For most parents, it is a proud moment when their children start attending college. It is exciting, but also nerve-racking, time for students as well as their parents. It doesn’t take long to discover that college and high school are very different situations. More demands are placed on college students, and the transition can be difficult for many to bear.
There are numerous ways that parents can help make the transition and acclimation to college life more comfortable for their children. The five ideas that follow are some of the easiest, but also most significant, and ways parents can lend support and assistance during this challenging period.
Be part of the process, but don’t hover. Young people need to have the opportunity to develop good habits without assistance from Mom and Dad. If they have already learned and developed good habits for study, time management, and socialization at home, those learned behaviors will translate naturally to the college environment.
It’s silly to think that college-aged students will never need parental advice. They will likely need parental input at this point in life more than ever. Encourage behaviors that make the student more self-sufficient and responsible, but don’t pull away from their support base. It’s okay to ask how the school is going, for example, but try not to micro-manage. If the student raises specific concerns or worries, it’s time to play the parent card. If not, leave as much space as you can for the student to stretch and grow.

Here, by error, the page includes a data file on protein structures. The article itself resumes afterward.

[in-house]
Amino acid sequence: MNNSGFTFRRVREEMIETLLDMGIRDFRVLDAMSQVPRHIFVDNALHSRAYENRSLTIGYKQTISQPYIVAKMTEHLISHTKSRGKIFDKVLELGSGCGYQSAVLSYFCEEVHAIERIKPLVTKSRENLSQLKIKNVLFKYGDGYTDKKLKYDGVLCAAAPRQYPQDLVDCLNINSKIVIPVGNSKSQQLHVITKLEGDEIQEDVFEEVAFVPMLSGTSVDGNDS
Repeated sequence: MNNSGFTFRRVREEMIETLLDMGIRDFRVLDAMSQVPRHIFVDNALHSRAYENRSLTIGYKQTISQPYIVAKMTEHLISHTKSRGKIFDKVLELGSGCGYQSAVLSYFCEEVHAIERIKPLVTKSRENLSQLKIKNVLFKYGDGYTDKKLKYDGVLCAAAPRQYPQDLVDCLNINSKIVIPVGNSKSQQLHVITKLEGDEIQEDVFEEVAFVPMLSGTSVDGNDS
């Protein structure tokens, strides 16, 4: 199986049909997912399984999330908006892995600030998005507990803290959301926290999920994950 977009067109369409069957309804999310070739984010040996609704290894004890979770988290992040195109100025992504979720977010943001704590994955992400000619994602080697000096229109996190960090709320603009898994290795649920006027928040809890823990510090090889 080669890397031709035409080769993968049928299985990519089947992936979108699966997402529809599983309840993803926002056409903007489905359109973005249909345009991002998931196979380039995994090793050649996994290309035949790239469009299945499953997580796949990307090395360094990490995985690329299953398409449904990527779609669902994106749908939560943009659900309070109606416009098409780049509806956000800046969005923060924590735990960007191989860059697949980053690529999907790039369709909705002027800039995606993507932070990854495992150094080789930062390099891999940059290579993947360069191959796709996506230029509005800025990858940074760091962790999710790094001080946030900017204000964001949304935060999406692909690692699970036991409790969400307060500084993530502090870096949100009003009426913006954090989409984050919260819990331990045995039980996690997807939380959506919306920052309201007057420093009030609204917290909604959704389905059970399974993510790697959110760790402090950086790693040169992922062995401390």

Identify Academic Struggles
Keep lines of communication wide open and make sure the student is comfortable confiding in you when things get difficult. Help him, or she gets the help needed to succeed. That could mean coaching the student on how to approach a professor, academic advisor, or dean. It can also mean helping him, or she gets help with difficult writing assignments by procuring term paper or essay help by this site.
Support Tough Decisions
Some students who transition immediately from high school to college find it difficult to acclimate. If your student’s grades are not up to par and it is apparent that the transition is too overwhelming, it might be a good idea to look at some other options. Taking a semester or year off can help the brain cells reset enough to handle the demands of college life again. Alternative certificate programs might also be a better option than a degree.
Be a Source of Encouragement
Students with supportive, encouraging parents tend to do better academically than those without. Always encourage your student to work and achieve to his or her full potential. Helping him or her to become success-minded will make achieving academic excellence easier, especially if your support doesn’t waver. When things are going well, offer praise. When things get tough, offer assistance. Always maintain positivity and try not to let emotion govern how you deal with individual situations.
Past, Present, and Future
How we raise our children and the values we instill in them when they are young can have a significant impact on how they deal with changes, transitions, and challenges. There is no right formula to follow; every student has his or her own unique set of needs and abilities. Commit to always bringing out the best in your student(s), and they will make you proud, not just as students, but as well-rounded, productive, and successful adults.